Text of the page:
How much ventilation is needed to make car parks safe?

Posted by Conor Logan on 18/10/12 12:01

Carbon dioxide coming out of a car exhaustAs National Carbon Monoxide Awareness Week approaches (19-25 November), we ask what is the best approach to designing a car park ventilation system that guarantees good air quality at all times.
The requirements

Regulations in Approved Document F (ADF) stipulate that sufficient ventilation must be provided to enclosed car parks to avoid an excessive build up of carbon monoxide (CO), which should average less than 30 parts per million (ppm). The ventilation system must be designed to maintain CO levels within approved levels during peak hours and under the worst possible conditions – for example, where there is a line of queuing cars inside the car park. The ADF goes on to suggest providing for six air changes per hour (ACH).

A one-size-fits-all approach can be expensive

That is a useful guide, but CO levels in a car park will vary during the day, depending on the levels of traffic. Also, car parks can present very different patterns of use: in a shopping centre, they will be very busy during trading hours, but in an office building, there will be two strong peaks of activity in the morning and at the end of the business day.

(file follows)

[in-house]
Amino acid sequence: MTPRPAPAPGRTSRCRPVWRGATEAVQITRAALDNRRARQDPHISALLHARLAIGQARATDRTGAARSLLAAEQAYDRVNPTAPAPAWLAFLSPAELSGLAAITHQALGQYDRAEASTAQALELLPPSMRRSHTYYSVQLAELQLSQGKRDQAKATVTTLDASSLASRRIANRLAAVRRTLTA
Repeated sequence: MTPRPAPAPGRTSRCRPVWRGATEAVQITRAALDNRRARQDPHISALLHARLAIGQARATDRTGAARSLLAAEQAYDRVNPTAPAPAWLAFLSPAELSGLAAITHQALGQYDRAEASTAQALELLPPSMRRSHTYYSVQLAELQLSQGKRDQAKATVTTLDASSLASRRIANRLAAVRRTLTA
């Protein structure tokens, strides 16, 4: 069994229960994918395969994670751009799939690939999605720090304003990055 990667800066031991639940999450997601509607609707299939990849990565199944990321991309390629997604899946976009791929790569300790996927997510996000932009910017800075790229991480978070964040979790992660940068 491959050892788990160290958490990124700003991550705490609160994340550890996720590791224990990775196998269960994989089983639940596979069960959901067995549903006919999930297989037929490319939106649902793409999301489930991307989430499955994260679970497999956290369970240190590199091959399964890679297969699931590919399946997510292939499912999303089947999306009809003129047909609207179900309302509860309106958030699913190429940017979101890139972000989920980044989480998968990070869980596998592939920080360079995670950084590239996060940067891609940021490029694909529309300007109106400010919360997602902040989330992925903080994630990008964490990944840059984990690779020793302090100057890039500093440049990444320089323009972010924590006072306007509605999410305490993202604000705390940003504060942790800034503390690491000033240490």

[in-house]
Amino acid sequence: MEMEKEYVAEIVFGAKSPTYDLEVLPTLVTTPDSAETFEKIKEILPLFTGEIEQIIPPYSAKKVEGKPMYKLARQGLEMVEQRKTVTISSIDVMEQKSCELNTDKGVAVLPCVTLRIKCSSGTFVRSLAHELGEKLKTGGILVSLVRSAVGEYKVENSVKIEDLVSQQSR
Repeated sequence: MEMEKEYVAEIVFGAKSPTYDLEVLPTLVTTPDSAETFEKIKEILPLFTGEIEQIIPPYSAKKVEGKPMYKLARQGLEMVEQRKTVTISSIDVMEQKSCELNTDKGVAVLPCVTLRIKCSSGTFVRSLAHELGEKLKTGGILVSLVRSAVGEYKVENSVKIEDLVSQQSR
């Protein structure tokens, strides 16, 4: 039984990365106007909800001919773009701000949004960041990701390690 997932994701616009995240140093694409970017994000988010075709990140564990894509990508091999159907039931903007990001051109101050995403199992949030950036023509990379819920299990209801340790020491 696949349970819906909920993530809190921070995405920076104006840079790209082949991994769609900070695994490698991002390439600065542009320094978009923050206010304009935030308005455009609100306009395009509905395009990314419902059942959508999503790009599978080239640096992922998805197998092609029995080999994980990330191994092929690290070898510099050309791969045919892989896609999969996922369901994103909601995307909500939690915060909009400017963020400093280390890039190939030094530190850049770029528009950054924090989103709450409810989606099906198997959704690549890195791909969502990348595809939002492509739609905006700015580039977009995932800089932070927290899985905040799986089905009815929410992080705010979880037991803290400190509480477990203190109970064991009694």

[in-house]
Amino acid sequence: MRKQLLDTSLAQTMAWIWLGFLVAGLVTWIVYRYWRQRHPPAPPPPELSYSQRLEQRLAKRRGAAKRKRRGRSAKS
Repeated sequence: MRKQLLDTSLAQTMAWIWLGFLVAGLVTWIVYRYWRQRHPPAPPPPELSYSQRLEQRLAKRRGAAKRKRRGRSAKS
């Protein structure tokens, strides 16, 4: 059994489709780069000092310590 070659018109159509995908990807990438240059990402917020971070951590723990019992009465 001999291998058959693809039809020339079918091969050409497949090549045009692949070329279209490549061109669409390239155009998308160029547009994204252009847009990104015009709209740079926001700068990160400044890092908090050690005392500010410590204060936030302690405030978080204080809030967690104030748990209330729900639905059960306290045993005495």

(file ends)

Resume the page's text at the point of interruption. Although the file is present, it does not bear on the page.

The full six ACH is generally only required to deal with peak conditions, so running the car park ventilation system at this rate all the time is likely to result in unnecessarily high energy consumption and, consequently, high operating costs.

A flexible approach is best!

Fitting CO detectors throughout the car park and linking them to the ventilation system’s controls ensures that the ventilation rate is constantly adjusted according to the CO levels. This way, the ventilation system will run at the full six ACH at peak times, but at lower rates when the car park is not as busy.

This will add to the initial costs, but result in significant savings in energy expenses throughout the life cycle of the system – and keep the car park’s users safe from the harmful effects of carbon monoxide.


Conor LoganConor Logan is a Technical Manager of Colt UK, Smoke and Climate Control Division. Conor is also Chairman of the Smoke Control Association.

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Topics: Regulations, Smoke ventilation, Car Park Ventilation